A stately, older home can be quite beautiful, but ornate features like plaster walls, ceiling molding and wooden floors may be costly to replace and can raise the cost of insurance. And plumbing and electrical systems can become unsafe with age and lack of maintenance. If you’re considering buying an older home, find out how much it’ll cost to update these features and factor that into the cost of ownership.

      4. Condition of the roof.
      A new roof matters to insurers and keeps you and your family safer. Make sure to check the roof's condition. Depending on the type of roof and whether or not it's made with fire- and/or hail-resistant materials, you may even qualify for an insurance discount.

      5. Quality of construction.
      Find out whether the house has been updated to comply with current building codes. Homes well built by careful craftsmen and those constructed to meet modern engineering-based building codes are likely to better withstand natural disasters.

      6. Risk of flooding.
      Damage from flooding isn’t covered by standard home insurance policies. If you’re buying a home in an area at risk from flooding, you’ll need to purchase separate flood insurance, which is available from the federal government’s National Flood Insurance Program (NFIP) and from a few specialty insurers.

      7. Swimming pool or other special features.
      If the house has a swimming pool, hot tub or other special feature, you’ll likely need more liability insurance. You may also want to consider purchasing an umbrella liability policy to provide added protection in the event that someone gets injured on your property and decides to sue you.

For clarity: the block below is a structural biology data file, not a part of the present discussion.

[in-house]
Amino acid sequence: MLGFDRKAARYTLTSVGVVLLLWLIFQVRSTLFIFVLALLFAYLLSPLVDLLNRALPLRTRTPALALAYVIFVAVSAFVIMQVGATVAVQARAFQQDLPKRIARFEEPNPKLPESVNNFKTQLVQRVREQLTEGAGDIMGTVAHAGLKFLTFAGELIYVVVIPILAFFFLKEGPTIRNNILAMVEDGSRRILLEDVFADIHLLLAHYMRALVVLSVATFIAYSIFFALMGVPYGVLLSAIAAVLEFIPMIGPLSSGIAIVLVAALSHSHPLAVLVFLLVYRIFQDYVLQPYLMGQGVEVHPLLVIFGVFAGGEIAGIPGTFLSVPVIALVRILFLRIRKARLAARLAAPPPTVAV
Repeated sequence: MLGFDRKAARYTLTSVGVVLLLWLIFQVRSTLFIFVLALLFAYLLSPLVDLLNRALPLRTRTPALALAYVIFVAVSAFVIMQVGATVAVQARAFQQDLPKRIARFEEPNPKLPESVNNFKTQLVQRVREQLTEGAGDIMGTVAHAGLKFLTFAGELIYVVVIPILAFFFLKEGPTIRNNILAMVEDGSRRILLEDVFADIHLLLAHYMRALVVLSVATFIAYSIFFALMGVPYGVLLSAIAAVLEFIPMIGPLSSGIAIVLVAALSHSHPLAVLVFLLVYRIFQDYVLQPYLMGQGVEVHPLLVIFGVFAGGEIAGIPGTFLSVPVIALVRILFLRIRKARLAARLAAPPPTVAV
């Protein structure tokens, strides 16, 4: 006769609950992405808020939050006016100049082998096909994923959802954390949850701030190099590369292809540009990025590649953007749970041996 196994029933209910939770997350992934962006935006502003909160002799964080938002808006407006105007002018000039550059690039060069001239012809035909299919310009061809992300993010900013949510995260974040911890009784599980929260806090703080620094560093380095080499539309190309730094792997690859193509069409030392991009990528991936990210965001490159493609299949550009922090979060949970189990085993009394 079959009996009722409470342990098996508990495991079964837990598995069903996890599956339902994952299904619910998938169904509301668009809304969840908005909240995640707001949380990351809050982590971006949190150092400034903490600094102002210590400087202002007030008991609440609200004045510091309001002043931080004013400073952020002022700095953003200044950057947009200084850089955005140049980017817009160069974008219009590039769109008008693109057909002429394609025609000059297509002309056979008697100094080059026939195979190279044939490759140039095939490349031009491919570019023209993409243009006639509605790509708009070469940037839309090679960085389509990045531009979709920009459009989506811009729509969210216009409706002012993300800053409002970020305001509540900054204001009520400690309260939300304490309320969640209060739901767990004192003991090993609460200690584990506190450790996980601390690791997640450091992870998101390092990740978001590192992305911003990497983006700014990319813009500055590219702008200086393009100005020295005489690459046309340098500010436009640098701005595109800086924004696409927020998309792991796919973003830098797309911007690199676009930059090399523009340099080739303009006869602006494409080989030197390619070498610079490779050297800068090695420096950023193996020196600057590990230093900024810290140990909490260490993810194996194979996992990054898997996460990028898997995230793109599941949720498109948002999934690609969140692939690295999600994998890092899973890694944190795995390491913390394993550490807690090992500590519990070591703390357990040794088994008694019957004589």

The Insurance Information Institute also emphasizes the importance of getting a home inspection before buying a house. For more information on home insurance, visit

      Published with permission from RISMedia.

    • Should You Choose a Conventional or FHA Mortgage?

      29 January 2020

      If you’re planning to buy a house, you can choose a conventional mortgage or one insured by the Federal Housing Administration. It’s important to understand the requirements for each to make the right decision.

      Primary Differences Between Conventional and FHA Loans
      FHA loans are serviced by private mortgage lenders and insured by the FHA. Conventional loans are not insured by the federal government. 

      FHA and conventional lenders limit loan amounts based on location. An FHA mortgage can only be used to buy a primary residence. A conventional loan can be used to buy a house for any purpose. To quality for an FHA mortgage, the property would need to be appraised to determine its value and to make sure it was safe and conformed with local building codes.

      If you had a credit score of 580 or higher and you took out an FHA loan, you would have to put down at least 3.5 percent of the purchase price. If your credit score was between 500 and 579, you might be able to get an FHA mortgage with 10 percent down. 

      To qualify for a conventional loan, you would most likely need a credit score of at least 620, although exact requirements vary by lender. With a conventional loan, you might be able to put down just 3 percent, but you would need a higher credit score. If you had a low credit score, you would most likely have to pay a higher interest rate.